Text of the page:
Update on Harriet Beresford (c. 1819 – 1876)
In my book Genealogy, Essential Research Methods, I use my great-great-great grandmother Harriet Beresford’s missing London baptism and unsure parentage as an example of how to think and plan for solid research when following up family stories. In this case the story was that she was the daughter of a ‘Benjamin Beresford from Ireland’, and I showed how bringing together some of the available evidence might enable locations to be narrowed down and a focus brought to the search. I had already worked out that she was the daughter of a Caroline Beresford and possibly illegitimate. As her husband was a respectable London solicitor and she was the mother of Sir Richard Stephens Taylor, one time President of the Law Society, her unsure origins were a mystery.
In 2017 I was contacted by a genealogist living in Canada, who was reading my book, with a partial resolution to Harriet’s birth details. He had found her through the wonders of the London Metropolitan Archives collection online at Ancestry.
“I started your book in a desultory way on Friday. When got to the first bit about the Beresford’s on Saturday night, I became intrigued and began to snoop on ancestry.com and fmp. Saturday night I managed to trace mother Caroline Beresford back to her baptism at St Martin Ludgate in 1786. This is probably no great surprise to you I expect as I have just tonight reached pp. 182-3 where you list baptisms of children born to Thomas and Ann Beresford,the names of her parents.
Noting that this would then have been her maiden name, I began to look for possibilities that she had had her brood by a man named Benjamin but not surnamed Beresford (unless a cousin).
Taking this route, what was intriguing, and which I only managed toprove to my own satisfaction at 11.05 Sunday night (it’s now coming on 2 a.m. Monday morning in Vancouver, where I sit), is that she had her children, well, at least three of them so far (Caroline, Catharine Ann, whom you know about, as well as a son, Samuel Martin) by a seemingly married man, a coal merchant and bankrupt who died in prison in 1826 aged 66 or 67, named Benjamin Acocks.
While carrying on fathering children by Caroline and passing them off as legitimate (and having them baptised shortly after birth, making the 1832 baptisms of the three adult daughters a sort of a legal name change except perhaps in the case of Harriet), Benjamin Acocks had a legal wife, the mother of his second batch of legitimate children (born 1804-1822). She was a woman named Mary Rucke, whom he had married at St Mary Aldermary in 1801 (she was his 2nd wife, his first being Mary Talbois whom he had married in 1780, shortly after completing his 7 year apprenticeship to John Beale, citizen and baker, of London, and by whom he also had issue).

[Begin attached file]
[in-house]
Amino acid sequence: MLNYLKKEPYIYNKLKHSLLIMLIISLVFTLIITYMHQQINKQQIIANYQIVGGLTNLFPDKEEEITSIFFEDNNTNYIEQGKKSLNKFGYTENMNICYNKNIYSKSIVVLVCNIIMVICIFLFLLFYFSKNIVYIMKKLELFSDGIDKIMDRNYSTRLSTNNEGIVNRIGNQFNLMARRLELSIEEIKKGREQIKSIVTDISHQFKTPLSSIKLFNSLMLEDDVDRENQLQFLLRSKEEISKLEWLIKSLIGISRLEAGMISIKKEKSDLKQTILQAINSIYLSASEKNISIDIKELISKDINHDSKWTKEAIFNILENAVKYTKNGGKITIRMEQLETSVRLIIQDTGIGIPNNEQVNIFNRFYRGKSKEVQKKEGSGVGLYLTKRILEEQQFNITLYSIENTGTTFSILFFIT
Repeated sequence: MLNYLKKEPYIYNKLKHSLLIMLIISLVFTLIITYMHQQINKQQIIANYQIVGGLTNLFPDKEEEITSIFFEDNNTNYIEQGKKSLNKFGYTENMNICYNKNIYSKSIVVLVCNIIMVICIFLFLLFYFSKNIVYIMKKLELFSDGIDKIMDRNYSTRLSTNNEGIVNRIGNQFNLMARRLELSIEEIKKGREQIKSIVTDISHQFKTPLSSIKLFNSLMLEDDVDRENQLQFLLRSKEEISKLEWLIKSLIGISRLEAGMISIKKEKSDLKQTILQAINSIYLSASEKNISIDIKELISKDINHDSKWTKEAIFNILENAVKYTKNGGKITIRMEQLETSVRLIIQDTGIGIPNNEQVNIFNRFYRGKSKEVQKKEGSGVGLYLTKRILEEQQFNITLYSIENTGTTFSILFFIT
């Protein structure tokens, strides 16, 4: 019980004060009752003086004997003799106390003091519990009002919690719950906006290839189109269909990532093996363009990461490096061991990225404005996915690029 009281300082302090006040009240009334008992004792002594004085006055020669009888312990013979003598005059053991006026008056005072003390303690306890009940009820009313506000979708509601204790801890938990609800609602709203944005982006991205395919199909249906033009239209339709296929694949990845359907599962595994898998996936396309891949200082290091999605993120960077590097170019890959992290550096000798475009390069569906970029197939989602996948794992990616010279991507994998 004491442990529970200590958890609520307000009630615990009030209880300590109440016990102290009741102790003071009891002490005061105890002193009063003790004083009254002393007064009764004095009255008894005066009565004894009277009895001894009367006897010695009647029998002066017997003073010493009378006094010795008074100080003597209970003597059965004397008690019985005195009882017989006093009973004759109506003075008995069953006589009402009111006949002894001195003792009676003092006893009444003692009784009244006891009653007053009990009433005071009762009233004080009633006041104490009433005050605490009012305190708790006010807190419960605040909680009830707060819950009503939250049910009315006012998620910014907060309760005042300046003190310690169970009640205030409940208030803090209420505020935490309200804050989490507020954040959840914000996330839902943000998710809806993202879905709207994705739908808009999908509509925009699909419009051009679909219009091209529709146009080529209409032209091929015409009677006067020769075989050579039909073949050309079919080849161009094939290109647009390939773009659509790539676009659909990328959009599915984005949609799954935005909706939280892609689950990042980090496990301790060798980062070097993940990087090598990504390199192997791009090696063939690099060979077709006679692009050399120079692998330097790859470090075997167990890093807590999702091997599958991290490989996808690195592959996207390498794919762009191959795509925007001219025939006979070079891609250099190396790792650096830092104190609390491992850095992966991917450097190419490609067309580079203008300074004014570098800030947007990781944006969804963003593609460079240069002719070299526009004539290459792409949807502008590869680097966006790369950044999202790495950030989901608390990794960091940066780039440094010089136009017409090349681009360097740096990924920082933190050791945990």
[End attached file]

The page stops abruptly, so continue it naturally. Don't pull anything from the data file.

You will find the baptisms under the surname Acocks in 1812 (two, Caroline and Samuel Martin, on the same date 14 July, but recorded in different PRs apparently, those of St Leonard, Shoreditch, and St James, Clerkenwell) and in 1814 (Catharine Ann), and their respective burials (Samuel Martin Beresford aged 20 in 1832, indexed under Boresford, recte Beresford per orig., and Catharine Ann in 1835, as you note in your book) or marriages (Caroline and Harriet) under Beresford. The only remaining one who eludes me thus far is daughter Harri(e)(o)t(t), your direct forebear.
In the British newspaper collection on fmp there is quite a lot about Benjamin Acocks various financial setbacks including an item about his death in The Fleet prison. There are also related items for his wife in Old Bailey records, and more prison items about him in the Fleet on ancestry and fmp.”
It is Catherine Ann’s 1814 baptism at St Pancras where the father’s name, trade, and address is exactly the same as was given for his children by Mary at roughly the same time, coupled with her burial as a Beresford, and parallelled by the baptism and burial of her brother Samuel Martin Acocks/Beresford, which really clinched things.”
Richard Carruthers-Zurowski, M.A. (Oxon.)
West Vancouver, British Columbia, CANADA
Well, there we have it folks, my first (known) ancestor who died in the Fleet, what an exciting find! And it just goes to show how online parish registers and their indexes, coupled with online newspapers can help solve genealogy mysteries, although I also recommend understanding about the older ways of planning searches in parish registers. My thanks go to Richard for his work.
Richard’s blog is here: